Mariana Dorothy Agnes Letitia McNulty (Penny Singleton), actress: born Philadelphia 15 September 1908; married 1937 Dr Lawrence Singleton (one daughter; marriage dissolved 1939), 1941 Robert Sparks (died 1963; one daughter); died Sherman Oaks, California 12 November 2003.
Penny Singleton was known primarily for her starring roles as the much-loved screen incarnation of the dizzy comic-strip heroine Blondie, but she had a long and varied career in show business as an actress, singer and dancer. Blondie may have been scatterbrained but Singleton herself was extremely bright, and later she became a leading political figure heavily involved in union activities. She is credited with creating the concept of residuals - the practice of paying actors for repeat broadcasts of their shows or movies.
Billed as Dorothy McNulty during her early career, she was in the original cast of the hit stage musical Good News (1927) and many years later returned to Broadway when she took over from Ruby Keeler as leading lady in the revival of No, No, Nanette (1971). Later generations came to know her as the voice of Jane Jetson in the cartoon shows about a futuristic family The Jetsons.
She was born Mariana Dorothy Agnes Letitia McNulty in 1908 in Philadelphia to an Irish American family. Her father, Benny McNulty, was a newspaper typesetter, and her uncle was James Farley, Franklin Roosevelt's campaign manager and later Postmaster General. After attending a show-business school, where her fellow pupils included Milton Berle and Ruby Keeler, she was singing illustrated songs in cinemas at the age of seven, billed as Baby Dorothy, and at the age of eight was performing as part of a vaudeville act called the Kiddie Kabaret. Later she toured with a mimicry act and at the age of 18 was playing straight girl for Jack Benny in revue.
"I suppose it would be difficult for many people today to understand," she later said, "but vaudeville was the most marvellous school for a child imaginable."
She was a veteran performer by the time she made her Broadway début in Good News, in which her eccentric dancing and gawky charm brought her plaudits and led to a featured role in Follow Thru (1929), a musical by the same composers, DeSylva, Brown and Henderson, in which she sang, with Jack Haley, the hit song "Button Up Your Overcoat".
When MGM filmed Good News in 1930 she was given a prominent role (though different from her original one), and her infectious acrobatic cavorting and husky-voiced singing of the title tune and "The Varsity Drag" can still be enjoyed on DVD.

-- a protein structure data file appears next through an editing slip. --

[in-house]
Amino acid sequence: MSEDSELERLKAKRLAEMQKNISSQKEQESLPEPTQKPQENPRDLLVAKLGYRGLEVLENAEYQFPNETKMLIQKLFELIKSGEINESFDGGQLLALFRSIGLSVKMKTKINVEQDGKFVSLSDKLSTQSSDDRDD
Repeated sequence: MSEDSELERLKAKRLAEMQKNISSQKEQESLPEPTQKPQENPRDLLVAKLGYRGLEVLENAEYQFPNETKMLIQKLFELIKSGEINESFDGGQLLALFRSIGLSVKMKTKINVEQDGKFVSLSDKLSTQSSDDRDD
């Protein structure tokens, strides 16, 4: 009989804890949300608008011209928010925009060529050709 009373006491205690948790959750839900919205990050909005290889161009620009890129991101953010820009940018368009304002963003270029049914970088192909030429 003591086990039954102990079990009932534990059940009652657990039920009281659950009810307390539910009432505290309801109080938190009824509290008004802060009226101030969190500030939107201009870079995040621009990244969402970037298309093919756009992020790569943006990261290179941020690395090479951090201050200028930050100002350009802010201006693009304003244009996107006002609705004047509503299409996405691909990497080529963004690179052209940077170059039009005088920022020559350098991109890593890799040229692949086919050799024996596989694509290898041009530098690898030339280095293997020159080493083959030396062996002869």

She made one other film for MGM, Love in the Rough (1930), then returned to the stage, appearing on Broadway in a short-lived revue, Hey, Nonny, Nonny (1932), the highlight of which was a hilarious sketch parodying Eugene O'Neill's five-hour drama Mourning Becomes Electra, a modern retelling of Aeschylus's Oresteia which had premiered the previous season.
Still calling herself Dorothy McNulty, she went back to Hollywood to play supporting roles in After the Thin Man (1936), Vogues of 1938 (1937) and Sea Racketeers (1937). Playing a night-club singer in After the Thin Man, she raised a smile with her delivery of the line, "Don't call me illiterate, my parents were married right here at City Hall!"
In 1937 she married a dentist, Dr Lawrence Singleton, and from 1938 she called herself Penny Singleton (the first name because she had always saved pennies) and was billed under that name in the half-dozen movies she made that year, including Hard to Get, Boy Meets Girl, Garden of the Moon and The Mad Miss Manton.
It was her performance as a wisecracking secretary in a misguided screwball musical, Swing Your Lady (1938), starring Humphrey Bogart, that brought her to the attention of Columbia Pictures, who urgently needed someone capable of playing Blondie in a film version of the popular comic strip. The actress originally cast in the role, Shirley Deane, had suddenly withdrawn from the project due to illness.
Devised and drawn by Bernard Murat ("Chic") Young, the strip had been running in syndication since 1930. With her brunette hair dyed blonde, Singleton won the role and was praised for investing it with warmth and humanity. Compared to her husband, Blondie is wise, understanding and possesses infinite patience, and, though prone to occasional bouts of misguided jealousy, she manages to get him out of countless scrapes.